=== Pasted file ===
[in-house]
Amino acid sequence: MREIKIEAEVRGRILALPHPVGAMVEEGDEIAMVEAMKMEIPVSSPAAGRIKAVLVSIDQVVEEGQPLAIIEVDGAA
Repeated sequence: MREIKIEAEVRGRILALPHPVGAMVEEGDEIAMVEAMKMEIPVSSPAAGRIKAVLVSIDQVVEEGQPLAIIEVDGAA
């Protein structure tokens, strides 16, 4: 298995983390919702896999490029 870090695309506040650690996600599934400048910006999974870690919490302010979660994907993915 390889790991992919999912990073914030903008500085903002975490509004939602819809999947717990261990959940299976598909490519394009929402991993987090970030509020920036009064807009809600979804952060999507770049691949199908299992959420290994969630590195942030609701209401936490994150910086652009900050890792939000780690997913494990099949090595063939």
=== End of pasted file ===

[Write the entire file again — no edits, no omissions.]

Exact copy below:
[in-house]
Amino acid sequence: MREIKIEAEVRGRILALPHPVGAMVEEGDEIAMVEAMKMEIPVSSPAAGRIKAVLVSIDQVVEEGQPLAIIEVDGAA
Repeated sequence: MREIKIEAEVRGRILALPHPVGAMVEEGDEIAMVEAMKMEIPVSSPAAGRIKAVLVSIDQVVEEGQPLAIIEVDGAA
């Protein structure tokens, strides 16, 4: 298995983390919702896999490029 870090695309506040650690996600599934400048910006999974870690919490302010979660994907993915 390889790991992919999912990073914030903008500085903002975490509004939602819809999947717990261990959940299976598909490519394009929402991993987090970030509020920036009064807009809600979804952060999507770049691949199908299992959420290994969630590195942030609701209401936490994150910086652009900050890792939000780690997913494990099949090595063939």